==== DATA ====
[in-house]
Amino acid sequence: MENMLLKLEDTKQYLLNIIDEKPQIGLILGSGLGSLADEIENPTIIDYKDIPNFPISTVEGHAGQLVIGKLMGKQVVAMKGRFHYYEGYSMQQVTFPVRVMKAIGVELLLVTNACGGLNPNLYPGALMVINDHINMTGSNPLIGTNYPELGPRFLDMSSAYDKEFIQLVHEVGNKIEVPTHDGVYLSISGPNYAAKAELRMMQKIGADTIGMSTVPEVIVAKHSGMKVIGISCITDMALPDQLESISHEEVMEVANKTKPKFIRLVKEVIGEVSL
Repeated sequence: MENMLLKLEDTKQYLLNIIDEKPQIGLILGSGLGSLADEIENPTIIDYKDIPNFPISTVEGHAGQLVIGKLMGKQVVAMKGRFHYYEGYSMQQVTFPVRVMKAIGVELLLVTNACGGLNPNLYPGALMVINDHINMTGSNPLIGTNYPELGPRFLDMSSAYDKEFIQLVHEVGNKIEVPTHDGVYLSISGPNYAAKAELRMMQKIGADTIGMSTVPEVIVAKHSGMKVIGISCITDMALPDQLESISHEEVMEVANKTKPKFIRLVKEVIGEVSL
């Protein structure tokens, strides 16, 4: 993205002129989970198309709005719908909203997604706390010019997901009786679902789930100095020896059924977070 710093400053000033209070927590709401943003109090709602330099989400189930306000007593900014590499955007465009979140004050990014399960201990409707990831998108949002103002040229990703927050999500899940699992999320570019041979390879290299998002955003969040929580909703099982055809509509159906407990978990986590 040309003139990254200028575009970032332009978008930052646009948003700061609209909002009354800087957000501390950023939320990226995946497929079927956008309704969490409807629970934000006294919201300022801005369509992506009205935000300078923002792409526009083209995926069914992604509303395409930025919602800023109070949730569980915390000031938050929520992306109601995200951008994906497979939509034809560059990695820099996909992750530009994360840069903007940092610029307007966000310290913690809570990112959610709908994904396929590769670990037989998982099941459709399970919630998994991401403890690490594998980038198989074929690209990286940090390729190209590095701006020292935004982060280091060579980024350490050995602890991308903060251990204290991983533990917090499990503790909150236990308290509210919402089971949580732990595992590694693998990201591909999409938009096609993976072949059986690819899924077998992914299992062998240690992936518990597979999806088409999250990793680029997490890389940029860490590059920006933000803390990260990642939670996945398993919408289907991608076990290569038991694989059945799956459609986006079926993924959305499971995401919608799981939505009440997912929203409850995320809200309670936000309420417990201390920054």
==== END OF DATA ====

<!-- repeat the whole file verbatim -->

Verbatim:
[in-house]
Amino acid sequence: MENMLLKLEDTKQYLLNIIDEKPQIGLILGSGLGSLADEIENPTIIDYKDIPNFPISTVEGHAGQLVIGKLMGKQVVAMKGRFHYYEGYSMQQVTFPVRVMKAIGVELLLVTNACGGLNPNLYPGALMVINDHINMTGSNPLIGTNYPELGPRFLDMSSAYDKEFIQLVHEVGNKIEVPTHDGVYLSISGPNYAAKAELRMMQKIGADTIGMSTVPEVIVAKHSGMKVIGISCITDMALPDQLESISHEEVMEVANKTKPKFIRLVKEVIGEVSL
Repeated sequence: MENMLLKLEDTKQYLLNIIDEKPQIGLILGSGLGSLADEIENPTIIDYKDIPNFPISTVEGHAGQLVIGKLMGKQVVAMKGRFHYYEGYSMQQVTFPVRVMKAIGVELLLVTNACGGLNPNLYPGALMVINDHINMTGSNPLIGTNYPELGPRFLDMSSAYDKEFIQLVHEVGNKIEVPTHDGVYLSISGPNYAAKAELRMMQKIGADTIGMSTVPEVIVAKHSGMKVIGISCITDMALPDQLESISHEEVMEVANKTKPKFIRLVKEVIGEVSL
């Protein structure tokens, strides 16, 4: 993205002129989970198309709005719908909203997604706390010019997901009786679902789930100095020896059924977070 710093400053000033209070927590709401943003109090709602330099989400189930306000007593900014590499955007465009979140004050990014399960201990409707990831998108949002103002040229990703927050999500899940699992999320570019041979390879290299998002955003969040929580909703099982055809509509159906407990978990986590 040309003139990254200028575009970032332009978008930052646009948003700061609209909002009354800087957000501390950023939320990226995946497929079927956008309704969490409807629970934000006294919201300022801005369509992506009205935000300078923002792409526009083209995926069914992604509303395409930025919602800023109070949730569980915390000031938050929520992306109601995200951008994906497979939509034809560059990695820099996909992750530009994360840069903007940092610029307007966000310290913690809570990112959610709908994904396929590769670990037989998982099941459709399970919630998994991401403890690490594998980038198989074929690209990286940090390729190209590095701006020292935004982060280091060579980024350490050995602890991308903060251990204290991983533990917090499990503790909150236990308290509210919402089971949580732990595992590694693998990201591909999409938009096609993976072949059986690819899924077998992914299992062998240690992936518990597979999806088409999250990793680029997490890389940029860490590059920006933000803390990260990642939670996945398993919408289907991608076990290569038991694989059945799956459609986006079926993924959305499971995401919608799981939505009440997912929203409850995320809200309670936000309420417990201390920054």